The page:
Brazil Considers Legalizing Gambling, Casino Operators Want In

Posted on: September 5, 2016, 04:00h. 

Last updated on: October 12, 2016, 08:37h.

Brazil is fresh off of the Summer Olympics, and the country now appears to be ready to end gambling prohibition. The fifth-largest country by both land area and population, gambling in Brazil has been banned for the last 70 years.

Brazil gambling legalization Michel Temer
Brazil President Michel Temer is expected to support gambling regulation should his country’s legislature put a bill on his desk. (Image: Evaristo Sa/AFP Photo)

But in a fiscal crisis, lawmakers in the country’s capital of Brasilia are apparently ready to regulate a lottery, and perhaps even legalize casino-style gambling. The taxable proceeds would provide a substantial boost to the federal government.

Both the upper and lower houses of Brazil’s legislature are considering bills to regulate gambling and sports betting.

Senator Fernando Bezerra Coelho’s bill is the leading candidate and would authorize land-based and online gambling. Other politicians believe it would be best to take one step at a time and delay legalizing internet casinos.

Lottery Regulation

The most popular form of gambling in Brazil is Jogo do Bicho, a type of lottery that is currently operated by criminal bosses. The widespread format is played by all demographics, and is estimated to be pulling in upwards of $4 billion annually.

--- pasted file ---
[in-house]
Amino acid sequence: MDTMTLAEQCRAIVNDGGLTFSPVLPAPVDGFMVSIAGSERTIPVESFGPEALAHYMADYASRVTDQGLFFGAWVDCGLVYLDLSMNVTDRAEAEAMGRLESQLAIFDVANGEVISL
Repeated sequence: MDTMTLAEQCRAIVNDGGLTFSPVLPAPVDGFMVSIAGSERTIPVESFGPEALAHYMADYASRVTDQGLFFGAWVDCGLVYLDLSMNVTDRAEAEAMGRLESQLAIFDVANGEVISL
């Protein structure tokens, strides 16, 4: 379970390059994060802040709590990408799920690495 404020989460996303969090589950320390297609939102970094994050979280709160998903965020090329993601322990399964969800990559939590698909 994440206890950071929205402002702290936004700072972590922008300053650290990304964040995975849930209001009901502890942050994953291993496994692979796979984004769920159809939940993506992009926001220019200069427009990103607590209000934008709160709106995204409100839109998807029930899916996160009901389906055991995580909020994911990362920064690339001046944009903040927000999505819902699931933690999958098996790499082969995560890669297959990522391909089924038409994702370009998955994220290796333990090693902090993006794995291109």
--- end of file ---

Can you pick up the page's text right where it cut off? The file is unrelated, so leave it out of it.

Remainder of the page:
Jogo do Bicho is well-known and not necessarily underground, but the lottery-type drawing is still illegal. Unlike common lotteries in the US where tickets are sold at specific prices, in Brazil, bettors can wager any amount, from one real to thousands.

Players pick numbers by choosing coinciding animals.

Superstitions often play a strong role in determining which animal to pick. Brazilians frequently select their animal based on a dream, physical encounter, or emotional feeling.

Local drawings are held at 2 pm in known Bicho establishments. The winning number and its corresponding animal is scribbled in chalk on designated walls throughout towns and cities. It wouldn’t be too difficult for law enforcement to clamp down on the Bicho operations. But except for a few instances, the government hasn’t seemed too interested in going after lottery operators.

Tax proceeds for Brazil are going to come in more than $5.5 billion short in 2016, as oil production has collapsed in the country, making new forms of revenue imperative. That’s why legislators are now looking at the lottery, and gaming companies in both the US and UK have shown interest in getting on board if that should happen.

William Hill recently told London’s Financial Times that legalizing gambling “would be one of the most significant events in gaming history” for the South American nation. And The Innovation Group, a worldwide casino market and business analysis firm, is currently developing a national gaming model for Brazil.

Too Little, Too Late

Like any other developing country, Brazil certainly has had its share of problems. Dilma Rousseff was removed from the presidency on August 31, following indications that by breaking financial laws, she had largely caused the country’s dire economic straits.

Engulfed with environmental, criminal, and construction standard concerns, the country seemingly pulled off a Hail Mary in Rio last month with the 2016 Olympics. But along with numerous scandals, including the controversial Ryan Lochte disaster, the event’s cost, initially forecast at $12 billion, ballooned into an estimated $20b, the last thing Brazil’s life-support-level financial picture needs right now.